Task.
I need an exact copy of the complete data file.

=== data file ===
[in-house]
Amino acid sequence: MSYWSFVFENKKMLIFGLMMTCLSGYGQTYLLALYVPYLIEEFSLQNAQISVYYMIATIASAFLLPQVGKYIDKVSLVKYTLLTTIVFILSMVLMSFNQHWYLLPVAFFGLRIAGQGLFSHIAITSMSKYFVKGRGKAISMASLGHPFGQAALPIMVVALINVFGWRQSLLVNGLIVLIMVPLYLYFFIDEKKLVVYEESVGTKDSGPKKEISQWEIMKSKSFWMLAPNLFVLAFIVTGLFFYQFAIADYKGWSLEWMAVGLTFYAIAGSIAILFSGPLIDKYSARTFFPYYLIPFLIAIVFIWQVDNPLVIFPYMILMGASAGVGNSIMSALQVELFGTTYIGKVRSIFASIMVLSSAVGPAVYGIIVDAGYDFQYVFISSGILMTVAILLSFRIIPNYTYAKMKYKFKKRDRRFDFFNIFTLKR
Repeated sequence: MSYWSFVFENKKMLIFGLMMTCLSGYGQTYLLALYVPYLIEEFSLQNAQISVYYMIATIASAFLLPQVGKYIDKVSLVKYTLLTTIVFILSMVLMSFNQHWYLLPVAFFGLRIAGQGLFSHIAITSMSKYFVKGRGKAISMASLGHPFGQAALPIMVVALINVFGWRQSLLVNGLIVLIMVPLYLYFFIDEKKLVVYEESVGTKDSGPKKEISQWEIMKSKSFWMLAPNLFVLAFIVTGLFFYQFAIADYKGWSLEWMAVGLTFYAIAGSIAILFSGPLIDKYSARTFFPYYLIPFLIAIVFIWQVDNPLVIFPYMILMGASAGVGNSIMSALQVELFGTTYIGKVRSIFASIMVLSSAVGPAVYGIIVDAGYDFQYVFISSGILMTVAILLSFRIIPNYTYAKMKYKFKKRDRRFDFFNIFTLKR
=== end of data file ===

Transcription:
[in-house]
Amino acid sequence: MSYWSFVFENKKMLIFGLMMTCLSGYGQTYLLALYVPYLIEEFSLQNAQISVYYMIATIASAFLLPQVGKYIDKVSLVKYTLLTTIVFILSMVLMSFNQHWYLLPVAFFGLRIAGQGLFSHIAITSMSKYFVKGRGKAISMASLGHPFGQAALPIMVVALINVFGWRQSLLVNGLIVLIMVPLYLYFFIDEKKLVVYEESVGTKDSGPKKEISQWEIMKSKSFWMLAPNLFVLAFIVTGLFFYQFAIADYKGWSLEWMAVGLTFYAIAGSIAILFSGPLIDKYSARTFFPYYLIPFLIAIVFIWQVDNPLVIFPYMILMGASAGVGNSIMSALQVELFGTTYIGKVRSIFASIMVLSSAVGPAVYGIIVDAGYDFQYVFISSGILMTVAILLSFRIIPNYTYAKMKYKFKKRDRRFDFFNIFTLKR
Repeated sequence: MSYWSFVFENKKMLIFGLMMTCLSGYGQTYLLALYVPYLIEEFSLQNAQISVYYMIATIASAFLLPQVGKYIDKVSLVKYTLLTTIVFILSMVLMSFNQHWYLLPVAFFGLRIAGQGLFSHIAITSMSKYFVKGRGKAISMASLGHPFGQAALPIMVVALINVFGWRQSLLVNGLIVLIMVPLYLYFFIDEKKLVVYEESVGTKDSGPKKEISQWEIMKSKSFWMLAPNLFVLAFIVTGLFFYQFAIADYKGWSLEWMAVGLTFYAIAGSIAILFSGPLIDKYSARTFFPYYLIPFLIAIVFIWQVDNPLVIFPYMILMGASAGVGNSIMSALQVELFGTTYIGKVRSIFASIMVLSSAVGPAVYGIIVDAGYDFQYVFISSGILMTVAILLSFRIIPNYTYAKMKYKFKKRDRRFDFFNIFTLKR